If people know anything about blockchain technology, it’s the astounding appreciation in the value of bitcoin in recent months—a cryptocurrency that uses blockchain as a way of transparently and instantaneously recording peer-to-peer payments. But blockchain is much more than mere financial tool. And according to many people invested in the environmental sector, it might just hold the key to better climate change solutions. In this special Earth Day episode of Disruptors, an RBC podcast, guest host Trinh Theresa Do speaks with two experts who know the climate beat well: Joseph Pallant, founder of the Blockchain for Climate Foundation and director of climate innovation for Ecotrust Canada; and Carolyn DuBois, executive director of The Water Program of The Gordon Foundation. While technology is no panacea—and our guests confront the very real issue of blockchain’s environmental cost, as well as its many benefits—the work of Joseph and Carolyn promises a brighter and greener future for many people around the world.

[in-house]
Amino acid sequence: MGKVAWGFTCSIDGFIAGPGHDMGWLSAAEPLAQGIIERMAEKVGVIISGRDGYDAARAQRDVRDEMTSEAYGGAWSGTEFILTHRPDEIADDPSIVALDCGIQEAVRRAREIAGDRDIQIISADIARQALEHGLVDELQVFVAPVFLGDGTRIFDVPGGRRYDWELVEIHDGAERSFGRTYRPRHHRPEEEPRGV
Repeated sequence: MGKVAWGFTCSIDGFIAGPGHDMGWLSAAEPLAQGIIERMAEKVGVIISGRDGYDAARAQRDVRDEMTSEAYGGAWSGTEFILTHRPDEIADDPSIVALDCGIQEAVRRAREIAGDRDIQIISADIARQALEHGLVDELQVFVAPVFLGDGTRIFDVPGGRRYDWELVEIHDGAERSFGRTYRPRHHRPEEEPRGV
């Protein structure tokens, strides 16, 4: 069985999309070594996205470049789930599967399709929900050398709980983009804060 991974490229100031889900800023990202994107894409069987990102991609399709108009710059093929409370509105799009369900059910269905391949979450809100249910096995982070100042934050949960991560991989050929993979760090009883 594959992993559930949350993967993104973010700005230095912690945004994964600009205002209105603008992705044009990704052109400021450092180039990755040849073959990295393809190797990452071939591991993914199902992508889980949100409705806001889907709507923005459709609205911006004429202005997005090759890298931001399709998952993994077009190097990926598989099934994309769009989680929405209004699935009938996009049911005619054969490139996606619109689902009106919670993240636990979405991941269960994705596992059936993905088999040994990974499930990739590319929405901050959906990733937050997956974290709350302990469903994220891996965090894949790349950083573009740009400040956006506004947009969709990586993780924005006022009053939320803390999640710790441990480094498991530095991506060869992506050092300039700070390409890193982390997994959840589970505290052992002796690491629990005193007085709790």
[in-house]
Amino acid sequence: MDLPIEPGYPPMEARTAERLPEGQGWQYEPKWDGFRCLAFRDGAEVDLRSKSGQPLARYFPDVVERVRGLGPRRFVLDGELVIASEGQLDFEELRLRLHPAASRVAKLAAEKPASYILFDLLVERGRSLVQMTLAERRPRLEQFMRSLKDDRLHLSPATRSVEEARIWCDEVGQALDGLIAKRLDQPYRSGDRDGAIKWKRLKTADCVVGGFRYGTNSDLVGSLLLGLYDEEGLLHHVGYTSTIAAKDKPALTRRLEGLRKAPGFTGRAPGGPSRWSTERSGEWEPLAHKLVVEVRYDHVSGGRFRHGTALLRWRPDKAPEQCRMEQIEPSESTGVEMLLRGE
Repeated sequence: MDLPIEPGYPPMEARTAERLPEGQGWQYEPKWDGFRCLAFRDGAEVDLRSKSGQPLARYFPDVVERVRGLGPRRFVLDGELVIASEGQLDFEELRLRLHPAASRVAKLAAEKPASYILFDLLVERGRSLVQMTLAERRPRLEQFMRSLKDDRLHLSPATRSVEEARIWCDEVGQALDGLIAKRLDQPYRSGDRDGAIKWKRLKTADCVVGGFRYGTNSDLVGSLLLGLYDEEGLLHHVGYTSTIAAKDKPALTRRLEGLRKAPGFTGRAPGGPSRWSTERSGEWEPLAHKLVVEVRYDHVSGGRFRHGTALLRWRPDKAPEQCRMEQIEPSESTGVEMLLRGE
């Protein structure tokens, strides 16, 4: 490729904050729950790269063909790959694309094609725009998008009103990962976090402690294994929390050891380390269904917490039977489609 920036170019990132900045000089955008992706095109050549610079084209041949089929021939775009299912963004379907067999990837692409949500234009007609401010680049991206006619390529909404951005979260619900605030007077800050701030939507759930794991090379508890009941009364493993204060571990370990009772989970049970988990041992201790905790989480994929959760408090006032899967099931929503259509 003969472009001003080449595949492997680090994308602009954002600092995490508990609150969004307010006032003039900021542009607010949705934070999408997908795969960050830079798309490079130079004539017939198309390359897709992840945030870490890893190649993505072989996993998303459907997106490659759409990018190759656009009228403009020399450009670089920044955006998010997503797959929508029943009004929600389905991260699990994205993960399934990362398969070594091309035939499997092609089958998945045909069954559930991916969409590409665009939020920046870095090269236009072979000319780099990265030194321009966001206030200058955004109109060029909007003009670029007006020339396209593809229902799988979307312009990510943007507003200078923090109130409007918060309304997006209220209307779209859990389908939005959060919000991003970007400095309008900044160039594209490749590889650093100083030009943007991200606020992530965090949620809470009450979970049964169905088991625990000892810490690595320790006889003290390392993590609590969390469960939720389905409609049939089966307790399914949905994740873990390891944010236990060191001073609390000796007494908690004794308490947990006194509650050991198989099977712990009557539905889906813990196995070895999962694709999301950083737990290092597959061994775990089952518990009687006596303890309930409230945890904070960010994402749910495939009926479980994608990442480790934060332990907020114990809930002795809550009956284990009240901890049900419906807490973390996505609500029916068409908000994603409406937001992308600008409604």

RBC Tech for Nature is RBC’s multi-year commitment to preserving our natural ecosystem and works with partners to leverage technology and innovation capabilities to solve pressing environmental challenges. Learn more here. To read RBC’s Climate Blueprint, click here.
For details on Blockchain for Climate—and how Joseph and his team are using the BITMO platform to issue and exchange climate credits—click here. For more on EcoTrust Canada, which partners with Blockchain for Climate to implement its blockchain project, click here. Joseph also talks about “Article 6” from the Paris Agreement; if you want to do a deep dive into that seminal international agreement, click here.
For more information on what Datastream is doing to ensure cleaner waters, click here. Carolyn cites a study from WWF-Canada, and how little is known about the quality of watershed health in Canada; more about that study can be discovered here.